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Thursday, July 30, 2015

Many educators are debating whether or not the CCSS is here to stay. Take a look at what California is doing! Courtesy of ASCD SmartBrief.

Calif. teacher-training program focuses on Common Core

California State University is offering a free training program to 5,000 educators who teach reading and writing. The course, intended to help boost students' college readiness, originally was designed for 12th-grade teachers but was expanded to educators who teach lower grades in response to the Common Core State Standards. EdSource (7/21)Bookmark and Share

Monday, July 27, 2015

I am posting this for every grade level. Read alouds are powerful instructional tools at any grade level. As you read this, try to think of the grade appropriate chalenges in the texts you use and how the read aloud can assist your students. Courtesy of Choice Literacy.


The Big Fresh Newsletter from Choice Literacy
July 25, 2015 - Issue #442
 
 
The Power of a Read Aloud
  
Why do they not teach you that time is a finger snap and an eye blink, and that you should not allow a moment to pass you by without taking joyous, ecstatic note of it, not wasting a single moment of its swift, breakneck circuit?

                                                                                Pat Conroy

It is early in September, and Beth Lawson is reading the picture book What Does It Mean to Be Present? by Rana DiOrio to her fourth graders.  The gentle, spare text and illustrations are about helping others, being patient, and enjoying simple pleasures like the warmth of the sun and the sound of the rain. The children are captivated by the words and images. As Beth reads the book, she pauses at almost every page, savoring each one. “What does this make you think of?” she asks again and again. Beth shares experiences of enjoying food (and her young son ever so slowly eating an ice cream cone). The children listen carefully, making connections in almost hushed voices.

As I watch, I am amazed at how much learning is going on so early in the year just from a read aloud. Why do we ever allow ourselves to get defensive about the value of read alouds? Maybe because someone peeking into the classroom would think an activity this pleasurable can’t possibly be good learning. But they’d be wrong. The process of listening and responding teaches children how to be kind, thoughtful members of a community. The cadence slows down the pace of the class just when the rhythm starts to get too rapid or stressful. And the content of each read aloud gives every child in the class a mentor text they share with everyone else, regardless of their reading level or mastery of the English language.

Five minutes here and there, every day in the first weeks of school, quickly adds up to dozens of shared texts and stories in a fledgling classroom community that can be used as touchstones all year long. It’s a paradox that the early days of school fly by so quickly, yet it is still such slow, hard work to build trust and respect. Taking time for extra read alouds in those first weeks of school, especially of picture books that require no more than a few minutes to share, is a way to slow down and enjoy some laughs together, or sigh with appreciation over beautiful language or a stunning image. Instead of talking about what it means to pay attention, respect your classmates, and honor literacy, everyone can live it. And what child doesn’t love being read to?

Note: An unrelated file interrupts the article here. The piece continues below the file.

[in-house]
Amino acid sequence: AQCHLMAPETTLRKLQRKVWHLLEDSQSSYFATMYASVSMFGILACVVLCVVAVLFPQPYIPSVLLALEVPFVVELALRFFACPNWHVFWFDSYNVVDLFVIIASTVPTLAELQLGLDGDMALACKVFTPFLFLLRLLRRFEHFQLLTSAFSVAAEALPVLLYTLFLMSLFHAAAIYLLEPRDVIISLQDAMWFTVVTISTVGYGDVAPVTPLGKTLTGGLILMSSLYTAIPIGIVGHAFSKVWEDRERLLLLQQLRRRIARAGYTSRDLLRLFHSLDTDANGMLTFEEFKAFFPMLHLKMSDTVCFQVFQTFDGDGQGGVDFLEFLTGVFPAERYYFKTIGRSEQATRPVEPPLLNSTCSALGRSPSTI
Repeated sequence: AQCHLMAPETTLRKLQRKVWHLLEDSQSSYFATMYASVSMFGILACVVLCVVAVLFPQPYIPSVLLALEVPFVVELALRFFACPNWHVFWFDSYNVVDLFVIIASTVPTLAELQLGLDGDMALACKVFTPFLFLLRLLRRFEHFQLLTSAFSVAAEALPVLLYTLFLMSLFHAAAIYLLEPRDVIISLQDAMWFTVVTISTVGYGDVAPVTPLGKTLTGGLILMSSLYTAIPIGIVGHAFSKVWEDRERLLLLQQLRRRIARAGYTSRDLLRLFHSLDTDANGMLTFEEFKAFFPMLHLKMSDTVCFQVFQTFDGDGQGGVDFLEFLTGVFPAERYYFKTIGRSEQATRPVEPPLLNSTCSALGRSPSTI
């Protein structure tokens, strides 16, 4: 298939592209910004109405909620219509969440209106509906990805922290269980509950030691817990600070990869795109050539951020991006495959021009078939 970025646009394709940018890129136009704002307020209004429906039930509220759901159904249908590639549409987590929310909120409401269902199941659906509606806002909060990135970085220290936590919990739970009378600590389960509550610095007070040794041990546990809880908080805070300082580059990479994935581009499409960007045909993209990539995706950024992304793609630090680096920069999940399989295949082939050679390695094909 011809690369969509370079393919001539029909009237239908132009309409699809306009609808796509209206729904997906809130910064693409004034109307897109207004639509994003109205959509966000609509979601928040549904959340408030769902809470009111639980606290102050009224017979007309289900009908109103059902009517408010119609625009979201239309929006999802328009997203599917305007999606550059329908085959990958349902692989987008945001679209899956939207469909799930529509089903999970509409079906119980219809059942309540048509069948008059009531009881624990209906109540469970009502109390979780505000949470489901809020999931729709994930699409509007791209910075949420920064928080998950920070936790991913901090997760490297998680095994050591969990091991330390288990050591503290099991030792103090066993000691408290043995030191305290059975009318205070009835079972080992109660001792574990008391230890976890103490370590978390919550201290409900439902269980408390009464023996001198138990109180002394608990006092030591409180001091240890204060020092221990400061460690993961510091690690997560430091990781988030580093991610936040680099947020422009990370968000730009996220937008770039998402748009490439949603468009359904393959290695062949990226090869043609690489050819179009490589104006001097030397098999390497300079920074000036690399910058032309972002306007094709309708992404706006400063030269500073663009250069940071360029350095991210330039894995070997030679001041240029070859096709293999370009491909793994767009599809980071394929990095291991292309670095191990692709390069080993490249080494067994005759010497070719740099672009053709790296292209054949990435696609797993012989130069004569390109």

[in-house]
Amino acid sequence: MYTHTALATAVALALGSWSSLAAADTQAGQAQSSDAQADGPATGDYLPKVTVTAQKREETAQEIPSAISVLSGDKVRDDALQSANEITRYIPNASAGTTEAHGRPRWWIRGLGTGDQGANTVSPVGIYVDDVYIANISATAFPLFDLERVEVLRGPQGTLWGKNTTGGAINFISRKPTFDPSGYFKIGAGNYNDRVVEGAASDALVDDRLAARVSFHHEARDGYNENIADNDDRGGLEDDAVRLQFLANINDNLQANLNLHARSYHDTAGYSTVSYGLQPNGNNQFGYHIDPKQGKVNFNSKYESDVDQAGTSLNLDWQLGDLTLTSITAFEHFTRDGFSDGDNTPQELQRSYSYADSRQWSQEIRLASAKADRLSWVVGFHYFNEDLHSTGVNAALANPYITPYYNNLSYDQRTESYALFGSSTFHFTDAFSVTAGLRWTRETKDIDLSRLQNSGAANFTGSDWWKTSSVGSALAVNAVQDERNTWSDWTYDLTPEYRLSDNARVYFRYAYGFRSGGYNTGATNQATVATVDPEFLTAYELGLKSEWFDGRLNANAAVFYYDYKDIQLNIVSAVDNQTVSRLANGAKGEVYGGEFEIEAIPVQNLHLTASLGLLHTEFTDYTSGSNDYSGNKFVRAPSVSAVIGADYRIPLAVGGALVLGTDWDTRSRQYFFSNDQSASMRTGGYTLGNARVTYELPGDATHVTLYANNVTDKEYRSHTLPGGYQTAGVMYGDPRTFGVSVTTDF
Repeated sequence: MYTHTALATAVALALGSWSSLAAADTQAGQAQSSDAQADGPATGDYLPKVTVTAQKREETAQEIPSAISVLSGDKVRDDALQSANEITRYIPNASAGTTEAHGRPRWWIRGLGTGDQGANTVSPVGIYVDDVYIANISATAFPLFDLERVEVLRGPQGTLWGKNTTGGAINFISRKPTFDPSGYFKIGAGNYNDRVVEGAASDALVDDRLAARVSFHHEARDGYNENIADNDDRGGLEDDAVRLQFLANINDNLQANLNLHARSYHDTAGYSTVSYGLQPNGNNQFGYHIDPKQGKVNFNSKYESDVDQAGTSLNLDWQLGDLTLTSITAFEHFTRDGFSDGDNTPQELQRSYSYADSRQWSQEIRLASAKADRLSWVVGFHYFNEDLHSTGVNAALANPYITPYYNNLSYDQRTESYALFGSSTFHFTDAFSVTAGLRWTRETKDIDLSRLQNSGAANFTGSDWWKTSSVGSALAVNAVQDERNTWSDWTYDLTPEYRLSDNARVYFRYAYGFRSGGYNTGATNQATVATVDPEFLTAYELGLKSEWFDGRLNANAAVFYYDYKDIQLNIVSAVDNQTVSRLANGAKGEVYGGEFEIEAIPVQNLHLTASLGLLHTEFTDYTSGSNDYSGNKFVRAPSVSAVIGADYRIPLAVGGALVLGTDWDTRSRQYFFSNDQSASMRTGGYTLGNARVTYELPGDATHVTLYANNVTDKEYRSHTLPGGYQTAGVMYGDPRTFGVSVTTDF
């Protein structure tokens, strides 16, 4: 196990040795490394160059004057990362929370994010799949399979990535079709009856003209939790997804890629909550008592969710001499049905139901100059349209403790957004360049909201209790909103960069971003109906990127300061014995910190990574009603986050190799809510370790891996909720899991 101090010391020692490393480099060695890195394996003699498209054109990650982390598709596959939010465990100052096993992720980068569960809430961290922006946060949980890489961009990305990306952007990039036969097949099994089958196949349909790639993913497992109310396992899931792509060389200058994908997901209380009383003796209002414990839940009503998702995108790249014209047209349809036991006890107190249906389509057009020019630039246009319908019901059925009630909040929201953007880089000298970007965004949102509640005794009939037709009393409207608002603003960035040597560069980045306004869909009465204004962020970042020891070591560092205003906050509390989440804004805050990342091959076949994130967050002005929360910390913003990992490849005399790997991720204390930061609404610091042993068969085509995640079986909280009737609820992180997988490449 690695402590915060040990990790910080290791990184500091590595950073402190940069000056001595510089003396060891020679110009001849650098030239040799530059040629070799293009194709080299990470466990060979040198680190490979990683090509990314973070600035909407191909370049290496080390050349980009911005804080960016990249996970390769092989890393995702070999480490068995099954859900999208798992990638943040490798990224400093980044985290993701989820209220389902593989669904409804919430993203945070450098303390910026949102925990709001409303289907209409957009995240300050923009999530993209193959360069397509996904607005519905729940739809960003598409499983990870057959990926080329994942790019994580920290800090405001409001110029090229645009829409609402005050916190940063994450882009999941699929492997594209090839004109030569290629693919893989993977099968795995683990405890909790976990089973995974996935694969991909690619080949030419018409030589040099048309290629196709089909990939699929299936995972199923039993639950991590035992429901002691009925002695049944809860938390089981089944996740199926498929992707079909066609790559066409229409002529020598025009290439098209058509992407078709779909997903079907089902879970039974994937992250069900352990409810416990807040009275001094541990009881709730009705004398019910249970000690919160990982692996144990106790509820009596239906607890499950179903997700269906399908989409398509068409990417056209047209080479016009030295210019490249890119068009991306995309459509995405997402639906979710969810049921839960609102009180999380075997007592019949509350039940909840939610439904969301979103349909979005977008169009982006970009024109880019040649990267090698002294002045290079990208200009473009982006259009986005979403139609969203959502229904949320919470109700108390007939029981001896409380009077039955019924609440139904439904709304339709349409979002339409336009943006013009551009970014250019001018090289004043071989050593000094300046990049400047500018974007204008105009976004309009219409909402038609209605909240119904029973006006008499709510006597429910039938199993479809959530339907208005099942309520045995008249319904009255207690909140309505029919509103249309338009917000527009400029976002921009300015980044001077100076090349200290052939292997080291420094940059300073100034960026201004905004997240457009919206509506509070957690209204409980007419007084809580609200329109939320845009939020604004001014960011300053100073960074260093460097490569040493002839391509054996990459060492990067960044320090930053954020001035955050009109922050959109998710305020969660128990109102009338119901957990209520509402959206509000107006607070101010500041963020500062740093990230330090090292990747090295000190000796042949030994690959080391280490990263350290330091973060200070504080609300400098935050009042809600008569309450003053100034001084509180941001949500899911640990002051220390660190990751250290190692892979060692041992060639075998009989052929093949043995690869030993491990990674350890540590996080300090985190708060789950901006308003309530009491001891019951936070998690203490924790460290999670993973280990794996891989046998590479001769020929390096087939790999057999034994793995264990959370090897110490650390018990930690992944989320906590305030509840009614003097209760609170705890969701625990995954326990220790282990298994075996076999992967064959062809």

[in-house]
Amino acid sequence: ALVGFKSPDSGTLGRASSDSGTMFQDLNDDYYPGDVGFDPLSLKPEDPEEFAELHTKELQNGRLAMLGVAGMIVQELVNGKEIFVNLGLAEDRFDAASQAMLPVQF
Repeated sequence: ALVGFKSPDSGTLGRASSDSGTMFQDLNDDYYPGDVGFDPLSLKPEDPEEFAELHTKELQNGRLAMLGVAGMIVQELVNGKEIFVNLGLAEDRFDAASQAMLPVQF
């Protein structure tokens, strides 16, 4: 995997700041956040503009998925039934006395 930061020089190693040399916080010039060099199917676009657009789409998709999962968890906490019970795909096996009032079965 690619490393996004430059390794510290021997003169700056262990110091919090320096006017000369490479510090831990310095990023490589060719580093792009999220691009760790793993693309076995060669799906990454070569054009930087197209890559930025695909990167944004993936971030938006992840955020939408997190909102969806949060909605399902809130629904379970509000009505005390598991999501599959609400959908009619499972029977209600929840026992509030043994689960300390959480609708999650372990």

This week we focus on read alouds early in the school year. Plus more as always -- enjoy!
Brenda Power
Founder, Choice Literacy
Free for All
 
[For sneak peeks at our upcoming features, quotes and extra links,  follow Choice Literacy on Twitter: @ChoiceLiteracy or Facebook:
   
 
Tony Keefer is Planning a Read-Aloud Sequence to Launch the School Year:


Choice Literacy is celebrating our tenth year! In honor of the milestone, our Classics series will feature the most popular articles and videos on the site from our decade-long run. This month's classic is Franki Sibberson's The Quest for the Perfect First Read Aloud of the Year:
 

Now is the time to plan to participate in the Global Read Aloud, which begins in early October. You can download planning templates and get more information on the event at this link:

http://theglobalreadaloud.com/

Get organized for the new school year with our online courses for school leaders, Supporting Teachers in Writing Workshops (July 29 - August 9) with Ruth Ayres and Designing School Bookrooms (August 24-28) with Clare Landrigan and Tammy Mulligan. To view descriptions or register click on the link below:
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Friday, July 17, 2015

Getting ready for next year? Choice Literacy has some great ideas on classroom libraries. Enjoy!

 
The Big Fresh Newsletter from Choice Literacy
July 11, 2015 - Issue #440
 
 
Catching Your Breath
  

Summer afternoon—summer afternoon; to me those have always been the two most beautiful words in the English language.

                                                                                            Henry James


“You’re so lucky to have your summers off.”

That comment is almost as irritating to teachers as a gift of apple earrings. Most teachers I know are plenty busy in the summer working as tutors, leading training sessions, or going to conferences (usually on their own dime) to hone their craft and keep up their certifications.

And yet . . .we’re still profoundly grateful for summer. Though we aren’t fully off work, we have control over our time, which is no small thing. We usually have at least a few days that stretch long with light, with little scheduled. To feel that echo of childhood memories, where a summer day with nothing to do but play could linger like a year, feels like more and more of a gift the older you get.